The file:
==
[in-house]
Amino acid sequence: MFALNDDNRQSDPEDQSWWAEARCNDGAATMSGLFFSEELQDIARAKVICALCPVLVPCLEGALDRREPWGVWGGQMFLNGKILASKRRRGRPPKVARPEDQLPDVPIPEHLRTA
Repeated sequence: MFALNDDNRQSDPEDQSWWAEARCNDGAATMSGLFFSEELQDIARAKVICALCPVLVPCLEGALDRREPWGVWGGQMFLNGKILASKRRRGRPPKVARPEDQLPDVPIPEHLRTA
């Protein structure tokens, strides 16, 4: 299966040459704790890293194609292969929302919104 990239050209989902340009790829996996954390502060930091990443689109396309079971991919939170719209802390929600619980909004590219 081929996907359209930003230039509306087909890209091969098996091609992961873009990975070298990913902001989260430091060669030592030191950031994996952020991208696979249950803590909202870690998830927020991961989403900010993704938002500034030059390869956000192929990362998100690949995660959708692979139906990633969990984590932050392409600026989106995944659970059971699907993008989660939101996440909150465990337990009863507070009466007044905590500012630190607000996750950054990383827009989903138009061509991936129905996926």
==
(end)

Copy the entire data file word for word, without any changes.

[in-house]
Amino acid sequence: MFALNDDNRQSDPEDQSWWAEARCNDGAATMSGLFFSEELQDIARAKVICALCPVLVPCLEGALDRREPWGVWGGQMFLNGKILASKRRRGRPPKVARPEDQLPDVPIPEHLRTA
Repeated sequence: MFALNDDNRQSDPEDQSWWAEARCNDGAATMSGLFFSEELQDIARAKVICALCPVLVPCLEGALDRREPWGVWGGQMFLNGKILASKRRRGRPPKVARPEDQLPDVPIPEHLRTA
């Protein structure tokens, strides 16, 4: 299966040459704790890293194609292969929302919104 990239050209989902340009790829996996954390502060930091990443689109396309079971991919939170719209802390929600619980909004590219 081929996907359209930003230039509306087909890209091969098996091609992961873009990975070298990913902001989260430091060669030592030191950031994996952020991208696979249950803590909202870690998830927020991961989403900010993704938002500034030059390869956000192929990362998100690949995660959708692979139906990633969990984590932050392409600026989106995944659970059971699907993008989660939101996440909150465990337990009863507070009466007044905590500012630190607000996750950054990383827009989903138009061509991936129905996926």